“I have lived in Turkey all my life, and I wasn’t familiar with the series,” she explained. “So, joining the show was like getting thrown in at the deep end. I had to get to know the other actors quite quickly.”

For Alin, the latest season gave her a chance to get to know her character better. “I was given more time to examine Gracie’s motivation and emotional journey. This time, the soldiers get to explore how they deal (or refuse to deal) with all the killing and its psychological effects on them, the struggle to stay focused on their mission, and how they come to terms with loss.”

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Our Q&A with Alin and Yasemin:

We were told that the two of you have very interesting story arcs this season. Would you like to talk about that?

Yasemin (Y): To begin with, we’re on opposite sides, but we’re also heading for the same goal. What makes it doubly interesting is the life-and-death situation Gracie and Katrina are both exposed to, and you wonder how much you can let yourself care about somebody else because of the constant risk of loss.

That knowledge really heightens the senses and the amount of empathy you feel for somebody else. You don’t talk about it much because doing so makes you feel vulnerable. But between these two characters, you can really feel that unspoken friendship. It’s a lovely thing to explore.

Alin (A): The tension comes not just from not knowing whether we should trust each other, but also from acknowledging that we need to, if we truly want to get the job done. We have to work as a team. You end up watching each other’s back as you watch your own (laughs).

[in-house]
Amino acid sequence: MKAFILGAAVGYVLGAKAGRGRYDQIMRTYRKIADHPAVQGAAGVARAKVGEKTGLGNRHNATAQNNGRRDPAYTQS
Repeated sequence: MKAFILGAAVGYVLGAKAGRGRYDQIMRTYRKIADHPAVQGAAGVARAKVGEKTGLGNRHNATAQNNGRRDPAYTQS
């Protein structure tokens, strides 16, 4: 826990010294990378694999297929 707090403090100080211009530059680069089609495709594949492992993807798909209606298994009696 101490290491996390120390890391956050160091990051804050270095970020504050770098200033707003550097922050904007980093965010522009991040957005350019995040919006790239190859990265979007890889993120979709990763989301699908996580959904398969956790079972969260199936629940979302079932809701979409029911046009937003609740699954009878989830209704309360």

The series isn’t afraid to kill off popular characters. When you get the script, do you flip through the pages and see if you’ve just been terminated?

A: Kind of. That’s the first thing I remember someone saying, “There’s a bullet in it [the script] that’s waiting for you (laughs). So, you just enjoy the ride.

It’s refreshing to see women kick ass in the show. Did you have to train hard for it?

Y: It really excited me to see that last season, especially watching Alin in her action-packed scenes. I had two weeks to prepare. Before that, I’ve done some boxing just for fitness. I’ve dabbled in martial arts, but I’ve not done anything long-term. You take as many tips as you can from the crew because it’s a major part of the role.

Another thing that I like about the show is that you don’t feel like you’re being made to play the victim … there’s no sense of pity for the female characters. They wrote the show for four soldiers, not whether a role is a better fit for a male or female actor. It’s great to pick up a script and not have to roll your eyes out of frustration (laughs).